December '17

For the Business of Apparel Decorating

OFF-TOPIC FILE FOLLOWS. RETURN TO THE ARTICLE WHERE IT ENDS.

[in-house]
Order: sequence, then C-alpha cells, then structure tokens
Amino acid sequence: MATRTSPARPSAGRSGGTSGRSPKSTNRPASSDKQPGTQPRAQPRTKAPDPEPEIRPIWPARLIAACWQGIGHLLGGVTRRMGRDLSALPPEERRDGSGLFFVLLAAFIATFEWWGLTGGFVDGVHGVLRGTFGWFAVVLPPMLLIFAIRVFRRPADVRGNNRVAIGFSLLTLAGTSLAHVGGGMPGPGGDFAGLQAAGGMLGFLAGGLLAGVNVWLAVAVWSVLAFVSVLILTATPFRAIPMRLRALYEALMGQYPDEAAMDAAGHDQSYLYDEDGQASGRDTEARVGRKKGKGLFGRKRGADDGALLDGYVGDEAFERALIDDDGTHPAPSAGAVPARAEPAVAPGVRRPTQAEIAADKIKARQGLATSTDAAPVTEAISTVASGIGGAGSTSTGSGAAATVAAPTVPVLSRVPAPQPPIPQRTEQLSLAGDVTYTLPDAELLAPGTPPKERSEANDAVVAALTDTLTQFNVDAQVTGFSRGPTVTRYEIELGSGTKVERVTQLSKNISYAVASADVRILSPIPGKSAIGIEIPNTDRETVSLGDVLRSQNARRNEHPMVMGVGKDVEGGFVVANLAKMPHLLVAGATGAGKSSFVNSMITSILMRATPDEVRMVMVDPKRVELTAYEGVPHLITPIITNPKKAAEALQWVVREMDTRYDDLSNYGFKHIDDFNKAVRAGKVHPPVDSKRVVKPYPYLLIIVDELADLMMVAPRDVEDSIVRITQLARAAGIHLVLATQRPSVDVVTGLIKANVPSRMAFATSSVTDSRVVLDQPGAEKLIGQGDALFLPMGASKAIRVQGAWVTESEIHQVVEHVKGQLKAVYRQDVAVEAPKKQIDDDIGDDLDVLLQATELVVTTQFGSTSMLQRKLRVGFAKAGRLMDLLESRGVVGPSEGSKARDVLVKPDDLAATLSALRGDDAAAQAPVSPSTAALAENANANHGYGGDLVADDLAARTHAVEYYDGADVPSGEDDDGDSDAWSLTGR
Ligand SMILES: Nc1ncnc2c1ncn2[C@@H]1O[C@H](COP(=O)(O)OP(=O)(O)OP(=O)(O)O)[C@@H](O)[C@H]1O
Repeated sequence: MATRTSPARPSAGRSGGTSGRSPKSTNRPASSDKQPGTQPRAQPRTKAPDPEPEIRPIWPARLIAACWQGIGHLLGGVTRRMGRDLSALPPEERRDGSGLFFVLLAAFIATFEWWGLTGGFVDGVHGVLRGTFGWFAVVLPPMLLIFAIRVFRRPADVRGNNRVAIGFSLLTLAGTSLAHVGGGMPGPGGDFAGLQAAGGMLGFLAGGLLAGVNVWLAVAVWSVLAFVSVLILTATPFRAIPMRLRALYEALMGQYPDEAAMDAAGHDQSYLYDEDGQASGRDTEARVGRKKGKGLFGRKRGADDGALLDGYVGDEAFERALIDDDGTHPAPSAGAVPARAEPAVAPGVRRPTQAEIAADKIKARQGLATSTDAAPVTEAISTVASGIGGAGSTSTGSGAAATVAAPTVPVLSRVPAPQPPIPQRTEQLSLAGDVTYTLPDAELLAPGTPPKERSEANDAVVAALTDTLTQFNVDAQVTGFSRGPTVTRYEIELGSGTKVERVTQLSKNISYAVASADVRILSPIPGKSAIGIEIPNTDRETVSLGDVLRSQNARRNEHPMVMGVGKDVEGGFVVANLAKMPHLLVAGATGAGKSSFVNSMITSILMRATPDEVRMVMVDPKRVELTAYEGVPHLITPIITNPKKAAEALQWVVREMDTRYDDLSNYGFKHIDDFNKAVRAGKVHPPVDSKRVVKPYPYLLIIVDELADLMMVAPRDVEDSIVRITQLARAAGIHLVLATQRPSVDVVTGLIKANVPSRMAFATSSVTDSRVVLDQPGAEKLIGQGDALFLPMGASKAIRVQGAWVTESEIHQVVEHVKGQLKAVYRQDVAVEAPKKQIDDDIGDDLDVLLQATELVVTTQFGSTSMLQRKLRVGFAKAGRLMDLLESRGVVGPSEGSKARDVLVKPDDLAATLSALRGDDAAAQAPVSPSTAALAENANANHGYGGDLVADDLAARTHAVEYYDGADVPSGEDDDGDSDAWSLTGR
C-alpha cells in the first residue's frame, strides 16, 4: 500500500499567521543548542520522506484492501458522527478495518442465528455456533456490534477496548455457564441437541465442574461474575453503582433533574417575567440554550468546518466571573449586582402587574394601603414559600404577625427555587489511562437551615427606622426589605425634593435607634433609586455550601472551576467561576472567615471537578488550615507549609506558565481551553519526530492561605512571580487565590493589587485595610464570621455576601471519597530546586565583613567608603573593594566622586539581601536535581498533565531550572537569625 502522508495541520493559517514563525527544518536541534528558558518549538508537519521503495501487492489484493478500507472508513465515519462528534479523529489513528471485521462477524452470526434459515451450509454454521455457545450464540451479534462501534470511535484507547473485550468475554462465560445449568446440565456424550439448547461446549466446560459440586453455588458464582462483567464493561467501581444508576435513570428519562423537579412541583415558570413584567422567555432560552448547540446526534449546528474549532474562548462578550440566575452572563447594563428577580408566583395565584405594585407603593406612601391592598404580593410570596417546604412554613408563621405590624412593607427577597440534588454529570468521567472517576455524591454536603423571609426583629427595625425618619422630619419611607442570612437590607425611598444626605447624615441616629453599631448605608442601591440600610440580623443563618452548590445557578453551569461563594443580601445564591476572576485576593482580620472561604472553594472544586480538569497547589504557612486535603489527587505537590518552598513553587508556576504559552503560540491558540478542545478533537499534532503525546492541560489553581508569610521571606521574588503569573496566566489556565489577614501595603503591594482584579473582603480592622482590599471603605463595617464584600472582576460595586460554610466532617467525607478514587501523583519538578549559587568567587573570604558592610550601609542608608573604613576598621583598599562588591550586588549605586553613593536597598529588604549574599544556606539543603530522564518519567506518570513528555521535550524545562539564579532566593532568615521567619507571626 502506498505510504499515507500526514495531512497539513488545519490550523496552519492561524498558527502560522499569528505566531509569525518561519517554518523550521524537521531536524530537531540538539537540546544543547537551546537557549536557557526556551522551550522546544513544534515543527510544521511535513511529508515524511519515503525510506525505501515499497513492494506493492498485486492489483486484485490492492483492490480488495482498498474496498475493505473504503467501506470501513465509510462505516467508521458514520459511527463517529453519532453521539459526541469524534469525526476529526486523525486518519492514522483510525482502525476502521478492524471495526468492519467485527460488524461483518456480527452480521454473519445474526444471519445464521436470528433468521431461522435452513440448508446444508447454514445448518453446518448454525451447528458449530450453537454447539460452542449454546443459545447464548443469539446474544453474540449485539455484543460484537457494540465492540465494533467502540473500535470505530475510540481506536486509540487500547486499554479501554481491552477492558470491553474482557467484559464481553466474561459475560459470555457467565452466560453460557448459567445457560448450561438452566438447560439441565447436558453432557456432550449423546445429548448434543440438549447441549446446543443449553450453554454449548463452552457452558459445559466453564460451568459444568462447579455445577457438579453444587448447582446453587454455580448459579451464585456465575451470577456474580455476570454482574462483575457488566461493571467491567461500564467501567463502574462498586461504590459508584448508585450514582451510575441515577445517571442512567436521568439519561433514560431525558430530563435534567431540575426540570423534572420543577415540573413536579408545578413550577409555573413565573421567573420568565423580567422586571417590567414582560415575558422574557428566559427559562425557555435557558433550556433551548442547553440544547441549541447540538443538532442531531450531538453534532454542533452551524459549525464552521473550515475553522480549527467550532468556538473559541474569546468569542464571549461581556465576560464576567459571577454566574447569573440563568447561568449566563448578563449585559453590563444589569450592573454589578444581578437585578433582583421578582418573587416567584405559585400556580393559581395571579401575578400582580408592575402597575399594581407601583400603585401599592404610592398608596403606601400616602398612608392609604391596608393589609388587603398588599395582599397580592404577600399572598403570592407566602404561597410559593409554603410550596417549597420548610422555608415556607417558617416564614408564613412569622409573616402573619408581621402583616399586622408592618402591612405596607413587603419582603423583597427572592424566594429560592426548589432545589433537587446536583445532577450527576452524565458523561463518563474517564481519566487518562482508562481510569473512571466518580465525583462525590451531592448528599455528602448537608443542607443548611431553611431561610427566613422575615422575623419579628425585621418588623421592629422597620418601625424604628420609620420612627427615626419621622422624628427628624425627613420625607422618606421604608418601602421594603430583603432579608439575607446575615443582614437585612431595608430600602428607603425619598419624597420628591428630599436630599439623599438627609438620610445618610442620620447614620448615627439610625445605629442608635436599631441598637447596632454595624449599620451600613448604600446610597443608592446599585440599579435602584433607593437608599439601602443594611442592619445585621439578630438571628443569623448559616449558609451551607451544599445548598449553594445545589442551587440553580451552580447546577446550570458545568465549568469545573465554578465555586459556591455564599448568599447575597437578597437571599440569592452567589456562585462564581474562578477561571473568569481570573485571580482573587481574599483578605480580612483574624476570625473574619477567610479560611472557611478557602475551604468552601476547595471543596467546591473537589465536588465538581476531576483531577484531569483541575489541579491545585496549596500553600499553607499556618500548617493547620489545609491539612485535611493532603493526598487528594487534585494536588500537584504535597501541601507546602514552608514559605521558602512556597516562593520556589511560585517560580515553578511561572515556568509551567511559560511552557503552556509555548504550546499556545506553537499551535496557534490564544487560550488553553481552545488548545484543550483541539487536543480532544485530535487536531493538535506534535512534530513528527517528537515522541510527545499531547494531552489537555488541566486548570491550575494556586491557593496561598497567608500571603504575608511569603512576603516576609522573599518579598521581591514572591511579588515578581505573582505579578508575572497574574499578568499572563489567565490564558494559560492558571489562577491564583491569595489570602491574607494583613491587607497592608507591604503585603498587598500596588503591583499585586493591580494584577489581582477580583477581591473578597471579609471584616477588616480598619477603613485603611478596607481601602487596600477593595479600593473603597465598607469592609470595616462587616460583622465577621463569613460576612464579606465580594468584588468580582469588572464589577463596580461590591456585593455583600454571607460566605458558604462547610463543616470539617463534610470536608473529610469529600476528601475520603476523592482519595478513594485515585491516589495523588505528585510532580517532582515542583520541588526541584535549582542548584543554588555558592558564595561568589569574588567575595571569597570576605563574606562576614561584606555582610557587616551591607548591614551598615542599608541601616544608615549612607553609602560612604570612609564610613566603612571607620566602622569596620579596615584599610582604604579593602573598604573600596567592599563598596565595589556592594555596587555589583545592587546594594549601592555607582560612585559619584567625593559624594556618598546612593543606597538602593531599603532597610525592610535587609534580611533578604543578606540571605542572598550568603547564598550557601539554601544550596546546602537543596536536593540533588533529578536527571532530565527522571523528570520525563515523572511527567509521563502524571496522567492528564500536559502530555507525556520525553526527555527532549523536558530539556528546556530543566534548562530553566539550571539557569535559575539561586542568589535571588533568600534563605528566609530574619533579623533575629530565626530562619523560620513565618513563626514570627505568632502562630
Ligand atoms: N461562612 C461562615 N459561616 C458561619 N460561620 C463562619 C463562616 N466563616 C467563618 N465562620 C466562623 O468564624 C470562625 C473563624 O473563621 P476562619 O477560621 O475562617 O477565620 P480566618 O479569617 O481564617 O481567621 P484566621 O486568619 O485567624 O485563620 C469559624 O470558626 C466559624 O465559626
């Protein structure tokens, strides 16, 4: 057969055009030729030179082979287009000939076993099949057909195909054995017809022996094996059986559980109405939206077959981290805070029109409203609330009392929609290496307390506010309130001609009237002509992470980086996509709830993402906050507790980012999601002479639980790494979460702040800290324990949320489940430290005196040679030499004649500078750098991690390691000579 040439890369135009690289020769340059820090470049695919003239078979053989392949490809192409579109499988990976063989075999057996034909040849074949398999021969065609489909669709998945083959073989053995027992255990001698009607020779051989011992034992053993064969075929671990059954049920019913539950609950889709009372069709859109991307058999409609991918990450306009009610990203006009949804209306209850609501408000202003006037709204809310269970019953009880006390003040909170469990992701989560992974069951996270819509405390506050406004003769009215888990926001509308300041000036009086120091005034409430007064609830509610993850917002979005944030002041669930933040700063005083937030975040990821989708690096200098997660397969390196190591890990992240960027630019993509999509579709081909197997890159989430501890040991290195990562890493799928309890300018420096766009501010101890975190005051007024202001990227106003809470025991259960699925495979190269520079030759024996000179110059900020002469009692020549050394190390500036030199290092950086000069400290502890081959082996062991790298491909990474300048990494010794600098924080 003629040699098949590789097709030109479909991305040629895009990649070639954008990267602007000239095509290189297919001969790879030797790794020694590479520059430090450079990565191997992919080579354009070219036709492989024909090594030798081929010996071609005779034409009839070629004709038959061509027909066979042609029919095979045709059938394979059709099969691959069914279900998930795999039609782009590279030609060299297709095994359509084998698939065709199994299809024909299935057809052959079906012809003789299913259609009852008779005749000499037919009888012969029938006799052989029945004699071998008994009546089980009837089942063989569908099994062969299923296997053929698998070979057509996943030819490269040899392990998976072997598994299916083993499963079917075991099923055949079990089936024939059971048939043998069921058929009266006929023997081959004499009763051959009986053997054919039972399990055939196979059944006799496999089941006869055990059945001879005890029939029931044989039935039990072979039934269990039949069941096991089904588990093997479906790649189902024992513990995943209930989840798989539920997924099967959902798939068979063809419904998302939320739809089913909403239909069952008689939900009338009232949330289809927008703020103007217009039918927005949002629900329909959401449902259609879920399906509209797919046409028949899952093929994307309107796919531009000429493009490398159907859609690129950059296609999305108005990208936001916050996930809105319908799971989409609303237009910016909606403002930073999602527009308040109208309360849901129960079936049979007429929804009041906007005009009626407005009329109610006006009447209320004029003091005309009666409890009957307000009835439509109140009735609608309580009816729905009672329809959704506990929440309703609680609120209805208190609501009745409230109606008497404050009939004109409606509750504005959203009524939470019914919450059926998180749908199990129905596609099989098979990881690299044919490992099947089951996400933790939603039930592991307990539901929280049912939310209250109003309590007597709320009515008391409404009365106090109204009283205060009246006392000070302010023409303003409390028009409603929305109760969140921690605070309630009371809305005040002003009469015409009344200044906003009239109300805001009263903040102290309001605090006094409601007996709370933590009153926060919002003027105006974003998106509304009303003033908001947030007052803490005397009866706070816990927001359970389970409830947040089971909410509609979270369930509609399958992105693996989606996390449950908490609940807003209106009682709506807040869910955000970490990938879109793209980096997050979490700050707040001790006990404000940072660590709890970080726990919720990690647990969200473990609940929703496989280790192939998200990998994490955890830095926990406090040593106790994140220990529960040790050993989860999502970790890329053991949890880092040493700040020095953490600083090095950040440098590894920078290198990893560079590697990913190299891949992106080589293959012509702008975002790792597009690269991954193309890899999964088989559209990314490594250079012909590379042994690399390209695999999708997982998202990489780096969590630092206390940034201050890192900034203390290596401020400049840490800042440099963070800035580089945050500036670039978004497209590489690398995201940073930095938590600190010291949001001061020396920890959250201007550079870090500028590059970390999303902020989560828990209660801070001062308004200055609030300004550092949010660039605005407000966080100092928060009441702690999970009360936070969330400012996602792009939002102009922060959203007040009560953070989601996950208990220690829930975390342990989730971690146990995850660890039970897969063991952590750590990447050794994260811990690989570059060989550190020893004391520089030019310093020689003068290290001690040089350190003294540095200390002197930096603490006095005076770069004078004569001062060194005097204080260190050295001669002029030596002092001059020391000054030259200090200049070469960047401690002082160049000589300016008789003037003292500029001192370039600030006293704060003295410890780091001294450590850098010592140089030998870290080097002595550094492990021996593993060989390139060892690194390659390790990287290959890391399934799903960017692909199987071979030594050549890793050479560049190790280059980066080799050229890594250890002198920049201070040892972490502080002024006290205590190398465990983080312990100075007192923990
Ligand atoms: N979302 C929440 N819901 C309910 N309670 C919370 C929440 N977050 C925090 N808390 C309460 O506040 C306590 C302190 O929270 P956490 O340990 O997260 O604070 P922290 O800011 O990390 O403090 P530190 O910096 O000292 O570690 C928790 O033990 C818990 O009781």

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60 || P R I N T W E A R D E C E M B E R 2 0 1 7 M y role in the industry is to concentrate on helping exist- ing shops and startups with the basics needed for the in- dustry. That said, I'm no longer shocked at how much of our industry's information is shrouded in misinformation and outright mythology. My aim in my classes and with my cli- ents in the field is to introduce time-effi- cient, profit-aiding procedures, and how to implement and improve them for each shop's targeted need. Cleaning and reclaim- ing screens is such an important part of the screen cycle that I focus a lot of time and ef- fort in studying the procedures, testing, and interviewing the chemists and technicians from companies that invent and provide us with our products. In this article, I will focus on several main problems I see in our industry regarding cleaning chemicals and the differences be- tween press cleaners to wash booth reclaim- ing, and add a bit of flow and efficiency tips. For brevity, I will focus on the cleaning of plastisol inks from screens as this is a com- mon reoccurring problem, and as just about all plastisol ink products share the same consistent issues. THE DIRECTIONAL ORDER Cleaning starts at the press, before the screen is even taken to the wash booth. And as this is both an important step and so universally needed, all the chemical manu- facturers devote a large amount of time de- veloping products aimed at this step in the cleaning process. The key here is what the product is com- posed of, what it does, and how it works, Screen Cleaning: The Complete, The Costly, And The Dirty Douglas Grigar is a screen-print- ing veteran since the T-shirt hey- day of the 1980s. He has worked as a freelance artist, graphics system administrator, and the pre-press production manager for a sports- wear company for over 10 years. Grigar was general manager of the production division for an upscale licensed-goods chain before he began consulting full time in 2001. He now provides technical-consulting services and training, seminars and workshops and may be contacted at B Y D O U G G R I G A R To start the "dry wipe" with plas- tisol, simply choose a small-sized, easy-to-grip absorbent rag and press firmly against the mesh to remove as much ink as possible. (All images courtesy the author)

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